Warm Black Truffle Brussels Sprouts Salad

Even if you’re not a fan of this green vegetable, this delicious recipe helps to camouflage their bitter flavor.
By Robin Runner
warm brussel salad with black truffle oil
The truffle oil just put this classic salad idea over-the-top for me. If you aren’t a fan or don’t have any on hand, feel free to use olive oil or you favorite flavored oil.

Warm Black Truffle Brussels Sprouts Salad
 
Author:
Recipe Type: Side
Ingredients
  • One large container (about 1 lb or a little more) of fresh brussels sprouts
  • ½ yellow onion, diced finely
  • 1 tablespoon olive oil
  • 1 tablespoon black truffle oil (if you don’t like or have this on hand, you can use olive oil or another flavored oil like garlic/herb-infused)
  • Salt
  • Pepper
  • ¼ cup of shelled pistachios
  • ¼ cup of dried tart cherries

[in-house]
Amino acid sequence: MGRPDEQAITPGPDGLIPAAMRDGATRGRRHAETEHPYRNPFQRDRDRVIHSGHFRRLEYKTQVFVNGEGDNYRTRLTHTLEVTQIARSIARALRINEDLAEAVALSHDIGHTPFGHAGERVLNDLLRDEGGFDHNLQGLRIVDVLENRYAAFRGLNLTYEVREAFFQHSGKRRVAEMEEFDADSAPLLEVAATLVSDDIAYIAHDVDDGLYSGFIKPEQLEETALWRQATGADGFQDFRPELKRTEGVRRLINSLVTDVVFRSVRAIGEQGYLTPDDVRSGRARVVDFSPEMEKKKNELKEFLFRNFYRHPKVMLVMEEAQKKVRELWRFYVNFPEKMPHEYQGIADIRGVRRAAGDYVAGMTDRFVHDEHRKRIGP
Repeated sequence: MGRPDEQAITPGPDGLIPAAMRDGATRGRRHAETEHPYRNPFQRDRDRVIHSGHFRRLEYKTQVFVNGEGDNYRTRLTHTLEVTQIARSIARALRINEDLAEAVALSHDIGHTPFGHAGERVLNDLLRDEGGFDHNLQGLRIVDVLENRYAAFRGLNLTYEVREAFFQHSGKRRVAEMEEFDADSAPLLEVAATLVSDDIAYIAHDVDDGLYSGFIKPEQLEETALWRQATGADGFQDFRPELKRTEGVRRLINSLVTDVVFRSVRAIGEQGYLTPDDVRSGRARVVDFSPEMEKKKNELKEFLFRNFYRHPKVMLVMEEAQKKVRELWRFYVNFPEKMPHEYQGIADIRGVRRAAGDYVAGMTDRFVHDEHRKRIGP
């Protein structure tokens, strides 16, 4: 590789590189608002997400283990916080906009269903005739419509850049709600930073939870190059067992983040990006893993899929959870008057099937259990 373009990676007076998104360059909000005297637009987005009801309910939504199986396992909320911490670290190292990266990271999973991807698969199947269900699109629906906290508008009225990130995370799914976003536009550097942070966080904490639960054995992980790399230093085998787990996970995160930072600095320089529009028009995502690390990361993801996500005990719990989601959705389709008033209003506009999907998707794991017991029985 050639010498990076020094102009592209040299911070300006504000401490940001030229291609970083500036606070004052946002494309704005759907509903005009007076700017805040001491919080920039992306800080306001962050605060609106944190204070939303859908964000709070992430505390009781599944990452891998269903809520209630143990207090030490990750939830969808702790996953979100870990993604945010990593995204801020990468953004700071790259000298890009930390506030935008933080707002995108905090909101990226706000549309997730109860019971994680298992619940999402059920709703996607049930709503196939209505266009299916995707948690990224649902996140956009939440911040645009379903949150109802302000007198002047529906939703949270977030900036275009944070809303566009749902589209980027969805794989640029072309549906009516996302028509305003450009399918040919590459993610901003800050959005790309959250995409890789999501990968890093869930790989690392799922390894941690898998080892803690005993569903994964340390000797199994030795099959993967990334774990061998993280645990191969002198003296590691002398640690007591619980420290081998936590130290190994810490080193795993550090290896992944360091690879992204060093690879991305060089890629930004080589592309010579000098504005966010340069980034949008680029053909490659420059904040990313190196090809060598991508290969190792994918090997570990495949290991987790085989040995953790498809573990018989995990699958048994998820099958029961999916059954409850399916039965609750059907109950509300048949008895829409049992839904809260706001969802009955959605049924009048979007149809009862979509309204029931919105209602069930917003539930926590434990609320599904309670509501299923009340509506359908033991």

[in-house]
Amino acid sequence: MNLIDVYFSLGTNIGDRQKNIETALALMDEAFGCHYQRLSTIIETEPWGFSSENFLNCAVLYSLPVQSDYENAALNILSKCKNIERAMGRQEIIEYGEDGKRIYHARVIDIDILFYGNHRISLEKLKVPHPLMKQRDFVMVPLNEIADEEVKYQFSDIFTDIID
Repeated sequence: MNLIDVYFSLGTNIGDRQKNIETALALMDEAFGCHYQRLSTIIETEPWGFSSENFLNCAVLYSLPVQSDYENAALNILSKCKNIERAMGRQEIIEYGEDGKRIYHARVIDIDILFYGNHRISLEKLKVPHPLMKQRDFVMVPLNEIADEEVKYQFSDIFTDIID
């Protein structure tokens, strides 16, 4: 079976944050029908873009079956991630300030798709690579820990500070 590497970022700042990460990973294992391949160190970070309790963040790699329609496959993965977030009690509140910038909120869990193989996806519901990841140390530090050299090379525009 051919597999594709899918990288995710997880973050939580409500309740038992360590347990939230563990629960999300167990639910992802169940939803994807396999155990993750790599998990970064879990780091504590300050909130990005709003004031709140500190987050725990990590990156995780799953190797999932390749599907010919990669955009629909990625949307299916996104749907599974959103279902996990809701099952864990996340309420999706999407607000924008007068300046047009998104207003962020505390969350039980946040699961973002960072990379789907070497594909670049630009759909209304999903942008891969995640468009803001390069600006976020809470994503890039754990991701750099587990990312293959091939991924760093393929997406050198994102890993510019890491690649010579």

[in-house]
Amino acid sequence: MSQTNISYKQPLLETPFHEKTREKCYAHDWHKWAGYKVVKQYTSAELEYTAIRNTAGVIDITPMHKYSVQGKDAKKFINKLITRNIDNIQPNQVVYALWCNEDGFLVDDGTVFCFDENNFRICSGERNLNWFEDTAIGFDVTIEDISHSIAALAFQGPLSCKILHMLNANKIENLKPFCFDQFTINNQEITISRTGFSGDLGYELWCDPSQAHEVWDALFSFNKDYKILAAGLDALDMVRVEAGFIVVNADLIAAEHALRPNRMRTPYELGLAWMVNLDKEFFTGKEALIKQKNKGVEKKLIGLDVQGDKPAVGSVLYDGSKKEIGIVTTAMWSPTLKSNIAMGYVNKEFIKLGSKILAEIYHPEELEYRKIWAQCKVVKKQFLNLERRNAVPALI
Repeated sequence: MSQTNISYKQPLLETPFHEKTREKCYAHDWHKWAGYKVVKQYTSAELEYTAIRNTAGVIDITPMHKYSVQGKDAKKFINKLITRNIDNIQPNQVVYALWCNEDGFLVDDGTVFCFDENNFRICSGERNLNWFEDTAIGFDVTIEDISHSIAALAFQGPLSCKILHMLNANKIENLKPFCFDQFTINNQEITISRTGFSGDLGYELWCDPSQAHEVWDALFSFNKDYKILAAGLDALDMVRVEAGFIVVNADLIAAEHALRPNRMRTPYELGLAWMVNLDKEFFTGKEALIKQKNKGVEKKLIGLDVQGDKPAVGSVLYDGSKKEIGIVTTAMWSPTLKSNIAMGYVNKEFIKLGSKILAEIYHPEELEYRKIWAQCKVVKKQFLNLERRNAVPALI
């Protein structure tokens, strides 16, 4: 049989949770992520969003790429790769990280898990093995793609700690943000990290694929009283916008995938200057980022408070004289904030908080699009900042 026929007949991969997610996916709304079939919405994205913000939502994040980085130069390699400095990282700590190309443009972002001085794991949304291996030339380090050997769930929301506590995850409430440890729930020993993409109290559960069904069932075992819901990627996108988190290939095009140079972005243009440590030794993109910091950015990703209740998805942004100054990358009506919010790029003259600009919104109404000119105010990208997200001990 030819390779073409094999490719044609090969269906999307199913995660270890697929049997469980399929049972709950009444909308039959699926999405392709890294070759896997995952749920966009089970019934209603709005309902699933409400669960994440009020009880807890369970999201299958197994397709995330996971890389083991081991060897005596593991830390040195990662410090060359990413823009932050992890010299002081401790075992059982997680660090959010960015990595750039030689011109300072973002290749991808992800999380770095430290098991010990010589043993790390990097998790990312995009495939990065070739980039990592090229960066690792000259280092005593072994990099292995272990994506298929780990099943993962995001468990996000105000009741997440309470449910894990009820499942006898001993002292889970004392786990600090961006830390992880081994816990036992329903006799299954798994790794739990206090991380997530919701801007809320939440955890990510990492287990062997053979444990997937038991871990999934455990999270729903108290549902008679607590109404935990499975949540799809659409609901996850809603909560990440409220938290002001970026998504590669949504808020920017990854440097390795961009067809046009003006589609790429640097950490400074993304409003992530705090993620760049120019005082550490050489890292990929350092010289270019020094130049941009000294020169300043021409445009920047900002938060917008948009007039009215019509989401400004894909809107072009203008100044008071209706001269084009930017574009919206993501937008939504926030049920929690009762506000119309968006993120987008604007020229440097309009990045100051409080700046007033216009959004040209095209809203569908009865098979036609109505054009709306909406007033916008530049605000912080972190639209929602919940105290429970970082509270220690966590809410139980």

Instructions
  1. Into a large sauté pan, add your tablespoon of regular olive oil over low/medium flame to get hot.
  2. Add your onion and cook until translucent (about 4-6 minutes). In the meantime, slicing by hand or using a food processor with shredding blade (finely dice the brussels sprouts). A mandolin slicer with guide to protect your fingers. These need to be very thinly sliced. Once the onions are cooked through, add the sprouts to the mixture along with the second tablespoon of oil (black truffle or whatever oil you are opting to use). Give it a good stir. Cook for about 6 minutes – the sprouts will remain nice and bright green but cooked through.
  3. Then remove from heat and toss with or at room temperature.
  4. Season with salt and pepper before serving. Serve warm or at room temperature.

 

Robin Runner

Robin Runner is the blogger behind www.kneadtocook.com. She grew up around two of her greatest inspirations, her Italian grandmother and her aunt. Both believed in farm to table foods, purity in nature and love as the main ingredient for anything on their menu. Today, Robin is a strong advocate of farming and buying local ingredients, as well as composting to help repurpose food scraps into rich soil for our garden.

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